Hopia is also known as bean paste-filled mini mooncakes, but somewhere along the past decade new versions of hopia has sprouted, such as the chocolate hopia and the hopia baboy (pork-filled). But the traditional way of making these Chines delicacies was to use red mung beans (sweet red monggo), pound them into a paste, then use it as filling. Served hot together with chai latte or milk tea, now that's truly delicious!
I remember Dimsum&Dumplings restaurant during their great days when they were still well off and famous. My sister and I used to eat little cubes of freshly made mini hopia squares and wonton soup, and hot steamed buns so full of flavor and taste unlike the siopao many so-called commercialized Chinese food shops sell nowadays.
As of now, I only see the Dimsum&Dumplings as lowly food stalls, selling those hopia but not quite tasting like they used to. Quality has disappeared when the company has gone downhill. Anyway, I have been to Binondo a couple of times and I can say that the food there are very exquisite and tasty. If you're headed to Chinatown, specifically Ongpin, then don't forget to try out their Fresh Lumpia at the New Eastern Garden Restaurant, and go and take home some of those delicious pure cocoa tableas from the famous La Resurreccion. You won't regret anything.
If you're part chinese, or if you just want to make hopia the traditional way for Chinese New Year, then here's a great recipe that would certainly garner praise in any occassion.
Red Mung Bean Hopia Recipe
Note: I use measuring spoons and measuring cups for my recipes, so if you're using normal utensils the measurements would not be accurate and much less than indicated.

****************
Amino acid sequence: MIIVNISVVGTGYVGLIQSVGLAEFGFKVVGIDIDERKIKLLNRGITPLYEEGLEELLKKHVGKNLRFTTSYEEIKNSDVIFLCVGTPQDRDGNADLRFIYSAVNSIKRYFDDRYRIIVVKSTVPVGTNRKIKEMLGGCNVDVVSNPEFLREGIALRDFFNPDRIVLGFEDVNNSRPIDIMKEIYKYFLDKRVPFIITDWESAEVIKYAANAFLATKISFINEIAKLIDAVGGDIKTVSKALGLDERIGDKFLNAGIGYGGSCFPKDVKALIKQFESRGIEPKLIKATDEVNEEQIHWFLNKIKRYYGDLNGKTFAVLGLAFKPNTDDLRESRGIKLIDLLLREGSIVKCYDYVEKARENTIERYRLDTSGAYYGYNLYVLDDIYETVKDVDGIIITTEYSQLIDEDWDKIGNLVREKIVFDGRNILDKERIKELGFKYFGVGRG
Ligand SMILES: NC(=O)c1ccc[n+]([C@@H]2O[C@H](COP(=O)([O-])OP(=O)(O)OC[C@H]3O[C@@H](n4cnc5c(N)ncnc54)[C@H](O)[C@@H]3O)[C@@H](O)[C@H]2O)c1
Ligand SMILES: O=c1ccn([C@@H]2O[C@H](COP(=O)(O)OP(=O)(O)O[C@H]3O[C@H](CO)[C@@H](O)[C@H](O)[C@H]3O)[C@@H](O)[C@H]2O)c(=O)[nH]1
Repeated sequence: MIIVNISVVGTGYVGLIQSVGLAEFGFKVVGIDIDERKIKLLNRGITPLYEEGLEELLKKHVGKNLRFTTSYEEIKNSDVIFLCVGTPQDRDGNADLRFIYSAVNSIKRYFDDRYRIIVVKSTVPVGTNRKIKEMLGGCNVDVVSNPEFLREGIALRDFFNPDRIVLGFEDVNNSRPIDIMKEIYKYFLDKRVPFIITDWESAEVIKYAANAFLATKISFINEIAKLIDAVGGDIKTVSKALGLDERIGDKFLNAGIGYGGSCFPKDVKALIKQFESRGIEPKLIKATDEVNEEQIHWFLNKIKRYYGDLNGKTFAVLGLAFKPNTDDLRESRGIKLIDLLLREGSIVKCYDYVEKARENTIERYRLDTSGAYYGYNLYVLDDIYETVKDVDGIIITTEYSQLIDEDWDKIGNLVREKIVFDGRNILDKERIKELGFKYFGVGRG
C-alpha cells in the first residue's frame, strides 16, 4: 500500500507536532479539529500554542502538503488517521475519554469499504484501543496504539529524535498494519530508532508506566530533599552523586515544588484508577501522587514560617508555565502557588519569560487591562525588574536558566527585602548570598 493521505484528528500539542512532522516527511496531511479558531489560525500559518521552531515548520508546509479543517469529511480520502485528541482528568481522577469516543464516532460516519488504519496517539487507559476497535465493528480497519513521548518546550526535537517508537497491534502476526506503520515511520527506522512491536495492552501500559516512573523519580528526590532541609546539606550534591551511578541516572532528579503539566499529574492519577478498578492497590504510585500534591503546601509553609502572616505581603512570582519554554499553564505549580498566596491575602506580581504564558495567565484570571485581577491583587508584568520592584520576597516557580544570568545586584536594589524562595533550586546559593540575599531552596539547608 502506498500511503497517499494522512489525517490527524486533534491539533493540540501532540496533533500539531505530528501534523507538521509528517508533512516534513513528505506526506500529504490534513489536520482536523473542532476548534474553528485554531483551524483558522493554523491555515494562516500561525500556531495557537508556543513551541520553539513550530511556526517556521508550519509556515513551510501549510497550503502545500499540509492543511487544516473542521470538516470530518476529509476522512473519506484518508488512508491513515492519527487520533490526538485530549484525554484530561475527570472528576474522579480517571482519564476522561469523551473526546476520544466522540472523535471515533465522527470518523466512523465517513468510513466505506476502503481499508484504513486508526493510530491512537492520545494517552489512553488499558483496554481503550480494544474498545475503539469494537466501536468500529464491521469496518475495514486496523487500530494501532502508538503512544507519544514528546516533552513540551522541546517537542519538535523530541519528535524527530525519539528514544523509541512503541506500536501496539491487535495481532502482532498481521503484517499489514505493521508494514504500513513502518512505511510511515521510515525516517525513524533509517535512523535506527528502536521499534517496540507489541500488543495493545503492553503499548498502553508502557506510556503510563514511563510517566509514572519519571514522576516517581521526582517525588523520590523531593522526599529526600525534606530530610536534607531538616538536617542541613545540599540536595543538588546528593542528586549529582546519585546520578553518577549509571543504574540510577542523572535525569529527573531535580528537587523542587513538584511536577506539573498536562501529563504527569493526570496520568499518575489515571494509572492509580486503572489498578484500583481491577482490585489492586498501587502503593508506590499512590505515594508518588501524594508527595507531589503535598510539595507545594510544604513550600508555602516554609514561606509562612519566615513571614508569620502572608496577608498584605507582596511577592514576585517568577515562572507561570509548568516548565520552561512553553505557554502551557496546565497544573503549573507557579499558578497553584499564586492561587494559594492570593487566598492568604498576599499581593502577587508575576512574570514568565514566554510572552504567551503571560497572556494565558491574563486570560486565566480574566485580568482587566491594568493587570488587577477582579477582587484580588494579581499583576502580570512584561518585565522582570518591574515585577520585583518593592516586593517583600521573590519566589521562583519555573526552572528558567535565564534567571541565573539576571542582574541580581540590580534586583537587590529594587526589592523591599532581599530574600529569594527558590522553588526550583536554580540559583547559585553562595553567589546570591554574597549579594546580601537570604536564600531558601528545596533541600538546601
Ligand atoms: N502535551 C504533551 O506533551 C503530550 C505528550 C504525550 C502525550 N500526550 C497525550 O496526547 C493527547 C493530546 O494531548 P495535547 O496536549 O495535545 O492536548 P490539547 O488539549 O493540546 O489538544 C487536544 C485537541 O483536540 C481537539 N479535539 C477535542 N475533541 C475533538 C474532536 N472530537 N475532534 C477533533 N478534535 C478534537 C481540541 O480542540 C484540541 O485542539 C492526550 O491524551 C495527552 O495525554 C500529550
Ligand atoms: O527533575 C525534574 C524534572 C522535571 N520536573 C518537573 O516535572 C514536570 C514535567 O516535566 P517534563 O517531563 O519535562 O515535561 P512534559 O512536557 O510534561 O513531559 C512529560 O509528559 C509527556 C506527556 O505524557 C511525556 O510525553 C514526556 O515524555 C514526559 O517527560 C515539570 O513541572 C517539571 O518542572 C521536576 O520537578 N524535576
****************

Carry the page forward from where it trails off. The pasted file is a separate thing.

- 500 grams red mung beans
- water for boiling
- 3/4 cup vegetable oil
- 1 3/4 cups refined sugar
- 2 cups flour
- 5 tablespoons lard
- 10 tablespoons water
- 1/4 teaspoon salt
- Soak mung beans in water for 1 hour then drain. Place in pan with 8 cups of water over high heat until boiling, then lower heat to simmer afterwards.
- Turn off stove when skins break and separate from the beans. Wash to remove skins completely then strain well to remove excess water.
- Mix the oil and sugar with the beans and place in a saucepan.
- Stir continuously while cooking until most of the liquid part has evaporated and the filling is paste-like. Set aside to cool.
- Divide filling into 20 equal parts.
- Mix all ingredients for the soft dough until very smooth.
- Divide the dough into 20 equal parts to make balls.
- Using a rolling pin, flatten each ball of dough into a 3-inch diameter circle.
- Put filling in the center of the dough, and fold the edges to the top and pinch to seal edges together.
- Place each mooncake into the chinese pastry mold.
- Preheat oven to 350 degrees Fahrenheit, then bake mooncakes for 20 minutes.